Controversy Continues Regarding Compounding Pharmacy Regulation

Posted by Salvatore J. Zambri, founding member and partner

 

In a move prompted by pressure from Congress and health-care watchdogs, the FDA launched a series of aggressive surprise inspections of large compounding pharmacies last week. Among their findings so far: contaminated drugs, medications without expiration dates, and drug containers "not clean and sterilized." The inspections of about 30 facilities are expected to continue for the next two months and could result in fines and possible suspensions of their licenses. This new program of aggressive inspections is aimed at regulating the multibillion-dollar industry that custom mixes medications for individual patients, hospitals and clinics. As I have posted previously, the compounding pharmacy industry has fallen between the regulatory cracks.

According to Howard Sklamberg, director of compliance for the FDA's Center for Drug Evaluation and Research, inspectors do not know exactly what they may find during these inspections, since compounding pharmacies currently do not have to register with the FDA, nor tell them what medications they produce. "A lot of these firms are behaving like manufacturers and producing like manufacturers, yet they are trying to operate under the law as if they were a small pharmacy."  According to the Washington Post's investigative series, "The FDA is seeking authority from Congress to require registration, which would allow the agency to demand that firms release detailed information about operations and give it greater authority to require that safety problems be fixed."

Patient safety should be the ultimate goal for compounding pharmacies instead of making as much profit as possible and resisting oversight by the FDA or other regulatory agencies.  Profit should never be put ahead of patient safety.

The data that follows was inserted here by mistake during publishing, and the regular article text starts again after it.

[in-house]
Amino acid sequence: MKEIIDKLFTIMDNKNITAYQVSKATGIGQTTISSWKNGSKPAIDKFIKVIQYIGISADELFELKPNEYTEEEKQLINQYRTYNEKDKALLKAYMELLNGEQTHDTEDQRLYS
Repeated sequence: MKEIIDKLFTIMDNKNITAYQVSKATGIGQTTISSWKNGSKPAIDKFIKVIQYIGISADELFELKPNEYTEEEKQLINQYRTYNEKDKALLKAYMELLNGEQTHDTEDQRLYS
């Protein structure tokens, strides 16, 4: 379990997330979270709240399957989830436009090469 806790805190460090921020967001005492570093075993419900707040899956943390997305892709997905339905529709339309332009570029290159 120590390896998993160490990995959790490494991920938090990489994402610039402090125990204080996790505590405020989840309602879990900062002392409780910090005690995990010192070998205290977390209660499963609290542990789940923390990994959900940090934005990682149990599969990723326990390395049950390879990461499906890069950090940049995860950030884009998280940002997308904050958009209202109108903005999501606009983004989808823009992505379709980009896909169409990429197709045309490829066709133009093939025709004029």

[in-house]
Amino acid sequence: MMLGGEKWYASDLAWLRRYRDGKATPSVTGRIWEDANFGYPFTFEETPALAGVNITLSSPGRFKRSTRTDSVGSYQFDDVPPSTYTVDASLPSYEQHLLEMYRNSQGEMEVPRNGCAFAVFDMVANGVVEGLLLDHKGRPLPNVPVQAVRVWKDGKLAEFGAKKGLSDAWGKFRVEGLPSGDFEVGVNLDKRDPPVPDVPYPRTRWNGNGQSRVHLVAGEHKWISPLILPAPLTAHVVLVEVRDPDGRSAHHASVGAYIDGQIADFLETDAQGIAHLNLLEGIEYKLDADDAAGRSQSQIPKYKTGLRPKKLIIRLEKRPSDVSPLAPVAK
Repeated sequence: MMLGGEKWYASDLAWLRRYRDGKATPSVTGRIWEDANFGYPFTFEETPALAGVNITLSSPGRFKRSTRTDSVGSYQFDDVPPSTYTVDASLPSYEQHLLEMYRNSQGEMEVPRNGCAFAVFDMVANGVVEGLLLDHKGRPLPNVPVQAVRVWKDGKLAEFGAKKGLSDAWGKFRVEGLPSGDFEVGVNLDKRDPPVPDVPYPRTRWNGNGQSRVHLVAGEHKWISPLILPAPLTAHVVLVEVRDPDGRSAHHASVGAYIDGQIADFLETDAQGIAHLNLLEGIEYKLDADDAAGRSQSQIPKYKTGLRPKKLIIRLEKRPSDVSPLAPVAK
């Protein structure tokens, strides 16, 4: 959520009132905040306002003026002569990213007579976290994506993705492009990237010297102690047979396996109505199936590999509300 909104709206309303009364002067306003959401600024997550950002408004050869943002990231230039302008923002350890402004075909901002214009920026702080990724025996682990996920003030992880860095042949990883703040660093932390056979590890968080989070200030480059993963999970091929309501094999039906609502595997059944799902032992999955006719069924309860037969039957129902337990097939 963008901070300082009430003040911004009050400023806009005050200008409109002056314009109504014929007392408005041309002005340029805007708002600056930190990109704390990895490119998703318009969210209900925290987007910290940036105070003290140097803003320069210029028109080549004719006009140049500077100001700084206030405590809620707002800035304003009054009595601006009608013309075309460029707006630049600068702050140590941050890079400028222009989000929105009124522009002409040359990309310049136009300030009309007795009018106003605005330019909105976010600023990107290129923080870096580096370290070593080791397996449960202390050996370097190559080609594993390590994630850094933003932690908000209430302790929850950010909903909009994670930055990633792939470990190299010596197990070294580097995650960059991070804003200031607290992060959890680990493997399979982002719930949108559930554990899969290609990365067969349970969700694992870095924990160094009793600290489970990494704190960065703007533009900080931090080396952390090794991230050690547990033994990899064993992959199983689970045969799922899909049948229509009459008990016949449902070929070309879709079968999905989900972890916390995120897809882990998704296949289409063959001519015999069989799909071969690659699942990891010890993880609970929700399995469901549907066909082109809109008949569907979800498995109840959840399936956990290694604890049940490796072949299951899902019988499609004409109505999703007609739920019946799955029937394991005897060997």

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About the author:

Mr. Zambri is a Board-Certified Civil Trial Attorney and Past-President of the Trial Lawyers Association of Metropolitan Washington, D.C. The association has recently named him the " 2011 Trial Lawyer of the Year".  He has also been acknowledged by Washingtonian magazine as a "Big Gun" and among the "top 1%" of all of the more than 80,000 lawyers in the Washington metropolitan area. The magazine also acknowledged him as "one of Washington's best--most honest and effective lawyers" who specializes in medical malpractice matters, product liability claims, and serious automobile accident claims. Mr. Zambri was recently (2013 edition) acknowledged as one of the "Best Lawyers in America" by Best Lawyers in both medical malpractice and personal injury law, and has also been repeatedly named a "Super Lawyer" by Law and Politics magazine (2013)--a national publication that honors the top lawyers in the country.

Mr. Zambri is regularly asked to present seminars to lawyers and doctors, as well as both medical and law students concerning defective drugs, medication errors, medical malpractice litigation, and safety improvements.

If you have any questions about your legal rights, please email Mr. Zambri at szambri@reganfirm.com.  You may also reach him at 202-822-1899.

 

 

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